The Nemes is not strictly a crown, but rather a striped head cloth. It covered the whole head, sometimes extending a little way down the back, and had two long flaps which hung down behind the ears and in front of both shoulders. The earliest depiction of the nemes (along with a uraeus) is the ivory label of Den from the First Dynasty. In addition to the ureas, it was sometimes combined with the double crown (for example on the large statues of Ramesses II outside Abu Simbel).

Den smiting on an ivory label copyright Captmondo
Label of Den

Khepresh (Blue Crown)

Tutankhamun wearing the Khepresh copyright Jon Bosworth

The Khepresh (also known as the blue crown) was made from cloth or leather stained blue and was covered with small yellow sun discs. It is known as a war crown by some largely because Ramesses II (the Great) was depicted wearing it in the reliefs of the Battle of Kadesh, However, its use does not seem to have been limited to warfare. The earliest reference to this crown is from the reign of Neferhotep III (Second Intermediate Period. It may have evolved from the more simple cap crown worn in earlier periods, but became more and more elaborate. By the Eighteenth Dynasty it had become so popular that some pharaohs adopted it as their primary crown. It seems to have fallen out of favour during the Twenty-Fifth Dynasty

The Atef

Osiris wearing the Atef

The Atef Crown was the crown of Osiris, although it was also worn by Sobek, Heryshef, Satet and other deities when combined with Osiris (such as Sokar). It is composed of a central element much like the Hedjet (the White Crown of Upper Egypt), woven from plant stems and flanked by two red ostrich feathers. It was worn on top of a wig adorned with the simple circlet and horns. From the New Kingdom onward it was sometimes topped with a sun disk and uraei.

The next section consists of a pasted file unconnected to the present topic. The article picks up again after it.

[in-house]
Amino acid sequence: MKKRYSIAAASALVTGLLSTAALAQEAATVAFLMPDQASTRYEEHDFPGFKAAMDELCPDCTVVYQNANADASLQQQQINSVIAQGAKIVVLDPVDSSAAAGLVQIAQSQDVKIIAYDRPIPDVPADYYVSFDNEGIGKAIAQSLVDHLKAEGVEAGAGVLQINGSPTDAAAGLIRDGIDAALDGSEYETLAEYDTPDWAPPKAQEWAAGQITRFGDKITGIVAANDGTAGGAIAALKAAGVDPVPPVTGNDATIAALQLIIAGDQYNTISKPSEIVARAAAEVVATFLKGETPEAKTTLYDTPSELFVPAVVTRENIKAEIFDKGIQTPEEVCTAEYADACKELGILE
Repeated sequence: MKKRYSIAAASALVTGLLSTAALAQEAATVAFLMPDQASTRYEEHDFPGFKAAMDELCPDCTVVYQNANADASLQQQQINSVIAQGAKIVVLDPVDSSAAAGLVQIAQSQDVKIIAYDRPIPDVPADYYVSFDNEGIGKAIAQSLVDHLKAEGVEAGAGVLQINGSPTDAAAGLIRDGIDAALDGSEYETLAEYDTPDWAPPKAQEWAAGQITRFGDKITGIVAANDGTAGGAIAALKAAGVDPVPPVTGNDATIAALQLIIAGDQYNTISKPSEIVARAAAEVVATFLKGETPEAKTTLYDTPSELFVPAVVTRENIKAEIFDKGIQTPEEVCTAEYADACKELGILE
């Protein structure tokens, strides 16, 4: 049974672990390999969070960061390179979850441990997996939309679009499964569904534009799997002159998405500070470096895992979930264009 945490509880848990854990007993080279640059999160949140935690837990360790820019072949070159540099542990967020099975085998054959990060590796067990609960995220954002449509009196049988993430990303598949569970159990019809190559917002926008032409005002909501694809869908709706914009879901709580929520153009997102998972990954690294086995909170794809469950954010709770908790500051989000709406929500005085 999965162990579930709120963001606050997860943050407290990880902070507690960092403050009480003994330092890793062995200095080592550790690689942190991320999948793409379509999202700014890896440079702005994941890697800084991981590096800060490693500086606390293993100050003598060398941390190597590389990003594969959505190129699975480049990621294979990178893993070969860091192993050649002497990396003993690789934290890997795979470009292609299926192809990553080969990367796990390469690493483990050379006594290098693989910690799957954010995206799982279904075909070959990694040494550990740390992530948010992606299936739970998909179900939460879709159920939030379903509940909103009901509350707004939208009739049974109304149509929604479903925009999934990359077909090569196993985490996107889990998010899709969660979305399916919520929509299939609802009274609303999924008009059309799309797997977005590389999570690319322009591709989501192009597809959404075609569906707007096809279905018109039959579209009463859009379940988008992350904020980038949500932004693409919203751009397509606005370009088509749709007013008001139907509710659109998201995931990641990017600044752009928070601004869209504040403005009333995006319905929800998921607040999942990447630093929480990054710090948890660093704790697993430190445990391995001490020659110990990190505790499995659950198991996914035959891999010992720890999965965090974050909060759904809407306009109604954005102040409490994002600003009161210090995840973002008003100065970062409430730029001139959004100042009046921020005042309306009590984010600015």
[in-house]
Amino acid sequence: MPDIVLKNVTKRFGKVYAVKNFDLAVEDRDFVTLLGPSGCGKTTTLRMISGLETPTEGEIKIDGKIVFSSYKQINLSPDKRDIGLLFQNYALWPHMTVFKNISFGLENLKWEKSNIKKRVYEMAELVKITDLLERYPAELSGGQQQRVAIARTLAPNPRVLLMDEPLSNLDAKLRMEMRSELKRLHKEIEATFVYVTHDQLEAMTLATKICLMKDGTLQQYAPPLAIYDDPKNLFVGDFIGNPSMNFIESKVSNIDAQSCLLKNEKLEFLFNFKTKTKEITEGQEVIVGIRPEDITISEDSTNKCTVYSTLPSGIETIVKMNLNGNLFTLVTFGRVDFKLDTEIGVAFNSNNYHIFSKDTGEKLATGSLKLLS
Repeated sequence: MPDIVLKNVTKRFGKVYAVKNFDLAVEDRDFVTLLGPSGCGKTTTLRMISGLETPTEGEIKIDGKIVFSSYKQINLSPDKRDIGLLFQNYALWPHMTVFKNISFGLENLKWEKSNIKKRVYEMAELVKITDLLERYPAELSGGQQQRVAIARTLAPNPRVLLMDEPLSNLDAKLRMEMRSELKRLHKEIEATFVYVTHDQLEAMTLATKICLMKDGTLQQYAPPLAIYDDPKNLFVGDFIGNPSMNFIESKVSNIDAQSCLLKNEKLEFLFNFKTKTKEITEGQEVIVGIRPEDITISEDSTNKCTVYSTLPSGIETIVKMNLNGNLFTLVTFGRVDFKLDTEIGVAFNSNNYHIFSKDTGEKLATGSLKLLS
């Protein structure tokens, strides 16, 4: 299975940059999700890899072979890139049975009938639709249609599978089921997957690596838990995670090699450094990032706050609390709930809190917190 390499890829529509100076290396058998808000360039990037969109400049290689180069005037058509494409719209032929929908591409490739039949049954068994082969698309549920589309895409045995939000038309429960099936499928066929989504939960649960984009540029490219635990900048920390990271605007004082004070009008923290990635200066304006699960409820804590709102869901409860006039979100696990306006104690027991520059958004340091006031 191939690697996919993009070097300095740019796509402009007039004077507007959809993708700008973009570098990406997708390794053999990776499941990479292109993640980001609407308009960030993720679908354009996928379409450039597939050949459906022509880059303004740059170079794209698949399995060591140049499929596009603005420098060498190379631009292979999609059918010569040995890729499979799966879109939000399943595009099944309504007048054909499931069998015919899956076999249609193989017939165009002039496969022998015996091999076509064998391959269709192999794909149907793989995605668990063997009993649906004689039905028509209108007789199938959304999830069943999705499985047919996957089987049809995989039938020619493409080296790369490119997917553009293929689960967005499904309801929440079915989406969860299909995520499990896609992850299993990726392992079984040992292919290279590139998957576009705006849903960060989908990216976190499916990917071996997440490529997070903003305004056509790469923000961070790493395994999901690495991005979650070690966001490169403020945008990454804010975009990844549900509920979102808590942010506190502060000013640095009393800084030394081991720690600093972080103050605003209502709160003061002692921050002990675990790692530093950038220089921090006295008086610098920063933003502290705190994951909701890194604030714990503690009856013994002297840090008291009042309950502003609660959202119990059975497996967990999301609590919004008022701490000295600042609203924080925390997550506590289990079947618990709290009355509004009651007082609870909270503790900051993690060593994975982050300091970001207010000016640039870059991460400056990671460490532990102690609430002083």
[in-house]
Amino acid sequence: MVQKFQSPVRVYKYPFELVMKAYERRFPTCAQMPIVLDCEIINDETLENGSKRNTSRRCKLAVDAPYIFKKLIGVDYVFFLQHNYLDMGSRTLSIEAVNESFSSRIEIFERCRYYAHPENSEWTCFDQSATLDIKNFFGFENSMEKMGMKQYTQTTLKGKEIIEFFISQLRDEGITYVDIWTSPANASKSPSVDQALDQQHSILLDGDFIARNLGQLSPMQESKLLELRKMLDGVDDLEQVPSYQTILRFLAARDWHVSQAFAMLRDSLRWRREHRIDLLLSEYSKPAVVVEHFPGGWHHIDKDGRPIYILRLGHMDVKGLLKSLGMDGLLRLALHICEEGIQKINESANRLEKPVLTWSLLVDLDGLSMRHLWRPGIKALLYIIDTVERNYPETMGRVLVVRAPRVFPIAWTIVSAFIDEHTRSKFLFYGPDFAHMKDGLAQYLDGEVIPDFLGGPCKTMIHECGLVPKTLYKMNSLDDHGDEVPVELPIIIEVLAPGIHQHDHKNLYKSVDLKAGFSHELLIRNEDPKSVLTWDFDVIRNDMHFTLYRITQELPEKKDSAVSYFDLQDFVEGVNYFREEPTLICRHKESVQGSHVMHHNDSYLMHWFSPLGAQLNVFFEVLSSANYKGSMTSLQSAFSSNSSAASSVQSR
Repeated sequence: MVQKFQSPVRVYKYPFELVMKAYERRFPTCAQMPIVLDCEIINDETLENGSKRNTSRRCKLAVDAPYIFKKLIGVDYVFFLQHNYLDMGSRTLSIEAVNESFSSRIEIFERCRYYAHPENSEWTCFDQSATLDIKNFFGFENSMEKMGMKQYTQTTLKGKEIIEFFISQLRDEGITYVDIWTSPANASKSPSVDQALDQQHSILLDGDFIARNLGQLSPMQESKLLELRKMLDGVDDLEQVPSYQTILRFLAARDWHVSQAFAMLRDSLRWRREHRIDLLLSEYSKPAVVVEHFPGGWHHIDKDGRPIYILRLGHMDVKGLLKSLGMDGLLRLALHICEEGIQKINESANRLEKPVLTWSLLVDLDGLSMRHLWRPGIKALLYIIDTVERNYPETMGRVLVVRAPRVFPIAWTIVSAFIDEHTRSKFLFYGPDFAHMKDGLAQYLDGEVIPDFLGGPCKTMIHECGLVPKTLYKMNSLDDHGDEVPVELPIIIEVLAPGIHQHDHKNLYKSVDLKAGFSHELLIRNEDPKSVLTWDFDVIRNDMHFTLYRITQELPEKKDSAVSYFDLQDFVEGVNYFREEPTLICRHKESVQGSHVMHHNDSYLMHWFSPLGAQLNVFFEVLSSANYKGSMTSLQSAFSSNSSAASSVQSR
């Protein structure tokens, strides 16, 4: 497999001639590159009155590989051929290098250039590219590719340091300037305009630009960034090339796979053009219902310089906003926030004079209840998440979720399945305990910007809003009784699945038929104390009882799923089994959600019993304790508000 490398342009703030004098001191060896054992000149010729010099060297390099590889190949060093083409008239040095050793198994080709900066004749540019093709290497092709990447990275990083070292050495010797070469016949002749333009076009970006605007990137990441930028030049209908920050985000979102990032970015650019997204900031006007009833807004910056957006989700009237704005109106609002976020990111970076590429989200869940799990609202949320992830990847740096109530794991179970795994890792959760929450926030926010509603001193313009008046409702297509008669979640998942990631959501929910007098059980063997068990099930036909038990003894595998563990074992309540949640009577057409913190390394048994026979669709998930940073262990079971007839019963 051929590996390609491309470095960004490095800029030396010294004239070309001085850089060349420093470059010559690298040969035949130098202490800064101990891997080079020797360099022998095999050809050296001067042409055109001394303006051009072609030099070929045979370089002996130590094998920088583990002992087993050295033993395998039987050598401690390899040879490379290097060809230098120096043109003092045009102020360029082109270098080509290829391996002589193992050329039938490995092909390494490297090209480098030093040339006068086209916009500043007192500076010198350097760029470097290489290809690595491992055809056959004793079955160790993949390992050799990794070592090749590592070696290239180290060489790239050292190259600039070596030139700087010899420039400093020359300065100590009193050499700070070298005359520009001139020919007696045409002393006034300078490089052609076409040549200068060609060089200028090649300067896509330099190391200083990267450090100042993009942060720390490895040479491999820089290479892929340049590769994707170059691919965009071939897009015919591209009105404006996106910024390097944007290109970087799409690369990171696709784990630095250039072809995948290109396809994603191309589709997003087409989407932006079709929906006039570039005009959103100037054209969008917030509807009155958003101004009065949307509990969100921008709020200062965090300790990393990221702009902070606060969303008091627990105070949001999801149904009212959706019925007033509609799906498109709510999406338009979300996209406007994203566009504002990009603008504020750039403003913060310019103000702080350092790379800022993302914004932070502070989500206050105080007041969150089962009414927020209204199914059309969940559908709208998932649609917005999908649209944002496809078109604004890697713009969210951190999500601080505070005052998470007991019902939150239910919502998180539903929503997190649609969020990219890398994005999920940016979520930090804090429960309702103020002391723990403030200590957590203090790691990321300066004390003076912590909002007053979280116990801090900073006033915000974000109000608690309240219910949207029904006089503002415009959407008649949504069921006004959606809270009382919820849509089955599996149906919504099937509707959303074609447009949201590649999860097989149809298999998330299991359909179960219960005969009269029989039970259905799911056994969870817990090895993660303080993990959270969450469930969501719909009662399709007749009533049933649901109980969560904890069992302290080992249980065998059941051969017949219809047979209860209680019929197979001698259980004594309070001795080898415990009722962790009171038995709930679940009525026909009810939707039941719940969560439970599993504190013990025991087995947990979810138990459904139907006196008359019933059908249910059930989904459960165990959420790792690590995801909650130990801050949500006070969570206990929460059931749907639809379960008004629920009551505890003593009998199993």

The earliest depiction of the Atef Crown dates to the reign of Sahure in the Fifth Dynasty of the Old Kingdom. It is speculated that the word atef may mean “his might” or “his terror”, but this has not been confirmed.


During the reign of Akhenaten a new variant of the Atef known as the Hemhem (or Triple Atef) seems to have replaced the traditional Atef. It was popular during the Ptolemaic Period and was also adopted by non Egyptian rulers such as Natakamani, Arnekhamani, and Cyrus the Great.

Ptolemy XII wearing the Triple Atef
Ptolemy XII

The Hemhem was formed from reeds and ostrich feathers topped by sun disks set on top of a pair of long spiral ram’s horns with a cobra on either side of the crown. A variant in which the sun disks were replaced by falcons is thought to reinforce dominion over Lower Egypt. It is sometimes referred to as “The Roaring One” as the word “hemhem” means “to shout” or “cry out”, and it is thought by some that it may have represented a battle horn.

Heka, the god of magic, wore the Triple Atef. It also appears in depictions of the solar child emerging from the lotus flower in the morning, and may also identify the king with the sun god at sunrise.

  • Allen, James P. (2010) Middle Egyptian
  • Bard, Kathryn (2008) An introduction to the Archaeology of Ancient Egypt
  • Kemp, Barry J (1991) Ancient Egypt: Anatomy of a Civilisation
  • Wilkinson, Toby A H (1999) Early Dynastic Egypt
  • Wilkinson, Richard H. (2003) The Complete Gods and Goddesses of Ancient Egypt

Copyright J Hill 2016